PURPOSE: The Dutch Hypothesis has been used to suggest that Asthma and COPD may be considered as different expressions of one disease entity. The purpose of this study is to evaluate the role of Anti-IgE treatment in patients who have COPD with elevated IgE levels suggestive of atopy as a mechanism for initiation of their exacerbations.
METHODS: Patients (n=29) with a diagnosis of COPD from a Pulmonary Practice in Michigan were screened for elevated IgE levels and Michigan RAST Allery Panel. If they were symptomatic despite adequate conventional treatment and had elevated IgE levels, they were started on Omalizumab. Patients were on treatment for at least three months when they were asked to fill out a questionnaire from which their Symptoms Scores and Satisfaction Scores were extracted (Symptom Score is 1 to 3 and Satisfaction Score 1 to 11).
RESULTS: There was a significant improvement in the amelioration of symptoms and increase in satisfaction scores with treatment with Omalizumab. Symptoms Scores changed from 2 to 1.34. This difference was significant (p=8.74047E−06) with 2 being no change and 1 being improved. Satisfaction Scores changed from 6 to 9.41 with 6 being no change and less than 6 being worse and greater than 6 being improved. This difference was significant (p=1.50106E−11).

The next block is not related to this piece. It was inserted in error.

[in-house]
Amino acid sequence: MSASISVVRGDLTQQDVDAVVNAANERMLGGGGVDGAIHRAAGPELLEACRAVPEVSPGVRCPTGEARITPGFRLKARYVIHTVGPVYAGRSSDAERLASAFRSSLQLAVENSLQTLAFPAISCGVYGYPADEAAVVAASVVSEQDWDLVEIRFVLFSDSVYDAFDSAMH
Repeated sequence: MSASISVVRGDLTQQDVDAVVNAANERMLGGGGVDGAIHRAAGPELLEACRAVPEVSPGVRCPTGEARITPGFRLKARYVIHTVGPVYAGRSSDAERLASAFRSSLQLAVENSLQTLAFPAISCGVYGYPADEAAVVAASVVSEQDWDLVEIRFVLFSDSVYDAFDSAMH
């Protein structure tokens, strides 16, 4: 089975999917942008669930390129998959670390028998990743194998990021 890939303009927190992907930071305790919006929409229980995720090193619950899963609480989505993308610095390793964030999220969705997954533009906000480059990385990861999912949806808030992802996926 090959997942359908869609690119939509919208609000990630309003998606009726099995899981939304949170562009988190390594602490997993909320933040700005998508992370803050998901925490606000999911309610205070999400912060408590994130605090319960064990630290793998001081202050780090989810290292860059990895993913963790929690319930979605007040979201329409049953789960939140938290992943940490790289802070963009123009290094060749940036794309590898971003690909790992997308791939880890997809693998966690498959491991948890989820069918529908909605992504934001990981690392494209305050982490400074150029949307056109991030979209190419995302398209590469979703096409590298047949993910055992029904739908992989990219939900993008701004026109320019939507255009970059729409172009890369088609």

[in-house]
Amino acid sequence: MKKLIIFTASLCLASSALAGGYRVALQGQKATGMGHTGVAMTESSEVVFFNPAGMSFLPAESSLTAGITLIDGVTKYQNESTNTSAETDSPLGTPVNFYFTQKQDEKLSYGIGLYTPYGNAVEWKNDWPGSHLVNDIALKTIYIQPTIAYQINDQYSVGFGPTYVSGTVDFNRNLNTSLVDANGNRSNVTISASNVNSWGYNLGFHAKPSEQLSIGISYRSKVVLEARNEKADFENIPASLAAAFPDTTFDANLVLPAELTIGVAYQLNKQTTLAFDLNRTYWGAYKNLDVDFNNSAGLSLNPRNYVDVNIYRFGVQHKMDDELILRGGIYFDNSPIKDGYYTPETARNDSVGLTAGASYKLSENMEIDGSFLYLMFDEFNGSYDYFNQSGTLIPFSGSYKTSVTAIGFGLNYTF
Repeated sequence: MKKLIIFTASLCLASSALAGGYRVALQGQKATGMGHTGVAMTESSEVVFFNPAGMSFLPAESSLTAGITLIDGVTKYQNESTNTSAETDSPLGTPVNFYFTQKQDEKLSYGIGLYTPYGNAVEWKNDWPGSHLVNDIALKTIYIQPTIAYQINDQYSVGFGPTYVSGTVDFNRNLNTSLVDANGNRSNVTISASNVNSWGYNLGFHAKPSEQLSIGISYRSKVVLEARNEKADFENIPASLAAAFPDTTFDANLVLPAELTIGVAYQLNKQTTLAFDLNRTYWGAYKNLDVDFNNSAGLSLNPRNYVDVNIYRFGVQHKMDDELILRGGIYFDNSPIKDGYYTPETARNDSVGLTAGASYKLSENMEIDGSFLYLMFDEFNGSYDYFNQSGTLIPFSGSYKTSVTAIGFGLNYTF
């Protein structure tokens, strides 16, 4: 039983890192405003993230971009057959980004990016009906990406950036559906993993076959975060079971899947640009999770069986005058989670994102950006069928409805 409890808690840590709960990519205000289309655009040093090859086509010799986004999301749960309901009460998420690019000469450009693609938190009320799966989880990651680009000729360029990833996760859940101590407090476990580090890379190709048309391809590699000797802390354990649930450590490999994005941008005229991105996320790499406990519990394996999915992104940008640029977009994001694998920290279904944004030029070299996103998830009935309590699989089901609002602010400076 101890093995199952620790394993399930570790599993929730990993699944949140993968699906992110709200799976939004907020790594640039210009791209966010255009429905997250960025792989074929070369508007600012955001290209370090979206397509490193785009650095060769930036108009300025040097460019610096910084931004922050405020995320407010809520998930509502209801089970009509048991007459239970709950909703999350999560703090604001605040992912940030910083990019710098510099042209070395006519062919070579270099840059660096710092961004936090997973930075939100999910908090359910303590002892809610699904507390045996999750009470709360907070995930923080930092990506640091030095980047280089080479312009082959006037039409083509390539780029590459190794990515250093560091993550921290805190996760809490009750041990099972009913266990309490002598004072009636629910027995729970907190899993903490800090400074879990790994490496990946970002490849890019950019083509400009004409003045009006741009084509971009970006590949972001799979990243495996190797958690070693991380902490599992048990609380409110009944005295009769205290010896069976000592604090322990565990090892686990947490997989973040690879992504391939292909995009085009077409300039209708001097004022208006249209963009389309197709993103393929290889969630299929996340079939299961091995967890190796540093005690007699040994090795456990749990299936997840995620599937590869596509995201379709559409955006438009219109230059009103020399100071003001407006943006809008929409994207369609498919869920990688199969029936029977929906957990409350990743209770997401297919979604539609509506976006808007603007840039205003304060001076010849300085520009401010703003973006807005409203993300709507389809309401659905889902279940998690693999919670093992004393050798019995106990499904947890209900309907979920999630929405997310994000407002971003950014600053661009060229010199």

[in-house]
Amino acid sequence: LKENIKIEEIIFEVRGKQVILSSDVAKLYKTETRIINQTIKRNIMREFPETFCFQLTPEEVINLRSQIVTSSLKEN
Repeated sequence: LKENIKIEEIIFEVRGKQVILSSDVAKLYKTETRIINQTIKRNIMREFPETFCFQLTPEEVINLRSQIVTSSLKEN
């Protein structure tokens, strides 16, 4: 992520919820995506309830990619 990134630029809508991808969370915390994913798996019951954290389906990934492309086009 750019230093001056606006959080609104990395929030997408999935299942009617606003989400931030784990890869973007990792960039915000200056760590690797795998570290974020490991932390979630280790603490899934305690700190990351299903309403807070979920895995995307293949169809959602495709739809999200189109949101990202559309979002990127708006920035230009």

CONCLUSION: It may be important to evaluate the response of patients with COPD to the treatment with monoclonal Anti-IgE antibodies. There is a need for randomized placebo controlled, double blinded trials to help further define the role of monoclonal Anti-IgE antibodies in patients with COPD.
CLINICAL IMPLICATIONS: There seems to be considerable overlap between Asthma and COPD so it may be beneficial to use monoclonal Anti-IgE antibodies in patients with COPD who have elevated IgE levels. It may decrease patient symptoms and increase their quality of life. Use of monoclonal Anti-IgE antibodies may lead to economic benefit both direct and indirect to Hospitals and Health Care Systems by decreasing exacerbations, ER visits and hospitalizations in patients with COPD.
DISCLOSURE: Mary Zaremba, No Financial Disclosure Information; No Product/Research Disclosure Information